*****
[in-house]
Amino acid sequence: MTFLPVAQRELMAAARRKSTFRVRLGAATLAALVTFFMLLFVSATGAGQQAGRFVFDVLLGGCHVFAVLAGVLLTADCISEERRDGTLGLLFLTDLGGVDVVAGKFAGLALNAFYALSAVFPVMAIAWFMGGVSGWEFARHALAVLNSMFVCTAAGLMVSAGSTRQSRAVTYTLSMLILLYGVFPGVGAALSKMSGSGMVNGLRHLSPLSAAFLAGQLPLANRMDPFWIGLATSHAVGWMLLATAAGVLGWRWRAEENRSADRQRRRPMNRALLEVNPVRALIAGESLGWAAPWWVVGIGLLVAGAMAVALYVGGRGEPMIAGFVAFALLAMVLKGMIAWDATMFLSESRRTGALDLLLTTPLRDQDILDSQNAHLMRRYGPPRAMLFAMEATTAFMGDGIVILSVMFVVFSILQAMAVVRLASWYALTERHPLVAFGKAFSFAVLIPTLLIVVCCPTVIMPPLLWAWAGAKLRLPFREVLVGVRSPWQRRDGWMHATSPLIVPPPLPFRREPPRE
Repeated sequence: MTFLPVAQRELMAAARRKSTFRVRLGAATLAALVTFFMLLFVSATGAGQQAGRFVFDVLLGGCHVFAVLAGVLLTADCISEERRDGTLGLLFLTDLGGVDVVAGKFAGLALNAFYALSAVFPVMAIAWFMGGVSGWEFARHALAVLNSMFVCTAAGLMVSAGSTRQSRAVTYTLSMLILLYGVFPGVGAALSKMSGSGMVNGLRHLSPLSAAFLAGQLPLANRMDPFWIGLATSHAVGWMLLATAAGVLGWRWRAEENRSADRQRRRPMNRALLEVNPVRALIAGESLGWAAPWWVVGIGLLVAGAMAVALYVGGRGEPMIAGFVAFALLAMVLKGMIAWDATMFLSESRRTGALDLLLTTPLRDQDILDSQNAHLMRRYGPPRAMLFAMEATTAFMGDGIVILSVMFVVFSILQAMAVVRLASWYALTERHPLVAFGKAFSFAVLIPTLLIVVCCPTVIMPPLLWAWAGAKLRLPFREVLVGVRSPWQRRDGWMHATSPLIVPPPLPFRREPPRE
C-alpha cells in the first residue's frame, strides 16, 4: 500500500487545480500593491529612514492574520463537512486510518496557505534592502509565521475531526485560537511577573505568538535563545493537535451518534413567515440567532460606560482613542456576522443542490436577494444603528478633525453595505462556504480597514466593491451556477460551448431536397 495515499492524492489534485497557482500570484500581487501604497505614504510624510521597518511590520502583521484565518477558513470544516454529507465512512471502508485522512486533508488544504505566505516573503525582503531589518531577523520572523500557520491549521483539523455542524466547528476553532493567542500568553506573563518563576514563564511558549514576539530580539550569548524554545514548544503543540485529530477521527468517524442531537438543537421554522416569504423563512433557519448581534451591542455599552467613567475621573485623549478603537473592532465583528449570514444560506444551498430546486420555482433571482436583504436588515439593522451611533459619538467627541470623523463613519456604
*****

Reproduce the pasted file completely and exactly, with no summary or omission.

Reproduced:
[in-house]
Amino acid sequence: MTFLPVAQRELMAAARRKSTFRVRLGAATLAALVTFFMLLFVSATGAGQQAGRFVFDVLLGGCHVFAVLAGVLLTADCISEERRDGTLGLLFLTDLGGVDVVAGKFAGLALNAFYALSAVFPVMAIAWFMGGVSGWEFARHALAVLNSMFVCTAAGLMVSAGSTRQSRAVTYTLSMLILLYGVFPGVGAALSKMSGSGMVNGLRHLSPLSAAFLAGQLPLANRMDPFWIGLATSHAVGWMLLATAAGVLGWRWRAEENRSADRQRRRPMNRALLEVNPVRALIAGESLGWAAPWWVVGIGLLVAGAMAVALYVGGRGEPMIAGFVAFALLAMVLKGMIAWDATMFLSESRRTGALDLLLTTPLRDQDILDSQNAHLMRRYGPPRAMLFAMEATTAFMGDGIVILSVMFVVFSILQAMAVVRLASWYALTERHPLVAFGKAFSFAVLIPTLLIVVCCPTVIMPPLLWAWAGAKLRLPFREVLVGVRSPWQRRDGWMHATSPLIVPPPLPFRREPPRE
Repeated sequence: MTFLPVAQRELMAAARRKSTFRVRLGAATLAALVTFFMLLFVSATGAGQQAGRFVFDVLLGGCHVFAVLAGVLLTADCISEERRDGTLGLLFLTDLGGVDVVAGKFAGLALNAFYALSAVFPVMAIAWFMGGVSGWEFARHALAVLNSMFVCTAAGLMVSAGSTRQSRAVTYTLSMLILLYGVFPGVGAALSKMSGSGMVNGLRHLSPLSAAFLAGQLPLANRMDPFWIGLATSHAVGWMLLATAAGVLGWRWRAEENRSADRQRRRPMNRALLEVNPVRALIAGESLGWAAPWWVVGIGLLVAGAMAVALYVGGRGEPMIAGFVAFALLAMVLKGMIAWDATMFLSESRRTGALDLLLTTPLRDQDILDSQNAHLMRRYGPPRAMLFAMEATTAFMGDGIVILSVMFVVFSILQAMAVVRLASWYALTERHPLVAFGKAFSFAVLIPTLLIVVCCPTVIMPPLLWAWAGAKLRLPFREVLVGVRSPWQRRDGWMHATSPLIVPPPLPFRREPPRE
C-alpha cells in the first residue's frame, strides 16, 4: 500500500487545480500593491529612514492574520463537512486510518496557505534592502509565521475531526485560537511577573505568538535563545493537535451518534413567515440567532460606560482613542456576522443542490436577494444603528478633525453595505462556504480597514466593491451556477460551448431536397 495515499492524492489534485497557482500570484500581487501604497505614504510624510521597518511590520502583521484565518477558513470544516454529507465512512471502508485522512486533508488544504505566505516573503525582503531589518531577523520572523500557520491549521483539523455542524466547528476553532493567542500568553506573563518563576514563564511558549514576539530580539550569548524554545514548544503543540485529530477521527468517524442531537438543537421554522416569504423563512433557519448581534451591542455599552467613567475621573485623549478603537473592532465583528449570514444560506444551498430546486420555482433571482436583504436588515439593522451611533459619538467627541470623523463613519456604